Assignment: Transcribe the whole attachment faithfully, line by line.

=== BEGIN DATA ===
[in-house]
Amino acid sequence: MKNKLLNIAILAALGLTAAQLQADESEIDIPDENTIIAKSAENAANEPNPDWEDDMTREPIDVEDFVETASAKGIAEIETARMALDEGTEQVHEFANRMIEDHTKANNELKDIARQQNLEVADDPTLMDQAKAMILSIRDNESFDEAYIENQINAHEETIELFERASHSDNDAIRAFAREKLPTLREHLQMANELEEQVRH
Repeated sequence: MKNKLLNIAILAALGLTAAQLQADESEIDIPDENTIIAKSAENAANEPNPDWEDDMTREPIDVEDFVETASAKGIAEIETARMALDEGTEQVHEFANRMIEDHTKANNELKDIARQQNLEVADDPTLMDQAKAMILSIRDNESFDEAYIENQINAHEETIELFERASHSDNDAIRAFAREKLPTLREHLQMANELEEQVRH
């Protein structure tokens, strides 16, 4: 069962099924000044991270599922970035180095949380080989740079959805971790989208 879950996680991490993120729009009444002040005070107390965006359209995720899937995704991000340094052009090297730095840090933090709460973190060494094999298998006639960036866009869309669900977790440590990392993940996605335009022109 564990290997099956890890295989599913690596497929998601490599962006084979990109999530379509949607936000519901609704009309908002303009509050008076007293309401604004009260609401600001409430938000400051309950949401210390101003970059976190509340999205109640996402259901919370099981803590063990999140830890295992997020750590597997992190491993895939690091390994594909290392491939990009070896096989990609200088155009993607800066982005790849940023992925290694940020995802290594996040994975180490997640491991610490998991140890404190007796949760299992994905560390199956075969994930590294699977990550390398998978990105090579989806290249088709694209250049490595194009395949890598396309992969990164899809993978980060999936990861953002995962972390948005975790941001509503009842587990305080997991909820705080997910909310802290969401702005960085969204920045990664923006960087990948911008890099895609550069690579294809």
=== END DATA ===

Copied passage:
[in-house]
Amino acid sequence: MKNKLLNIAILAALGLTAAQLQADESEIDIPDENTIIAKSAENAANEPNPDWEDDMTREPIDVEDFVETASAKGIAEIETARMALDEGTEQVHEFANRMIEDHTKANNELKDIARQQNLEVADDPTLMDQAKAMILSIRDNESFDEAYIENQINAHEETIELFERASHSDNDAIRAFAREKLPTLREHLQMANELEEQVRH
Repeated sequence: MKNKLLNIAILAALGLTAAQLQADESEIDIPDENTIIAKSAENAANEPNPDWEDDMTREPIDVEDFVETASAKGIAEIETARMALDEGTEQVHEFANRMIEDHTKANNELKDIARQQNLEVADDPTLMDQAKAMILSIRDNESFDEAYIENQINAHEETIELFERASHSDNDAIRAFAREKLPTLREHLQMANELEEQVRH
């Protein structure tokens, strides 16, 4: 069962099924000044991270599922970035180095949380080989740079959805971790989208 879950996680991490993120729009009444002040005070107390965006359209995720899937995704991000340094052009090297730095840090933090709460973190060494094999298998006639960036866009869309669900977790440590990392993940996605335009022109 564990290997099956890890295989599913690596497929998601490599962006084979990109999530379509949607936000519901609704009309908002303009509050008076007293309401604004009260609401600001409430938000400051309950949401210390101003970059976190509340999205109640996402259901919370099981803590063990999140830890295992997020750590597997992190491993895939690091390994594909290392491939990009070896096989990609200088155009993607800066982005790849940023992925290694940020995802290594996040994975180490997640491991610490998991140890404190007796949760299992994905560390199956075969994930590294699977990550390398998978990105090579989806290249088709694209250049490595194009395949890598396309992969990164899809993978980060999936990861953002995962972390948005975790941001509503009842587990305080997991909820705080997910909310802290969401702005960085969204920045990664923006960087990948911008890099895609550069690579294809």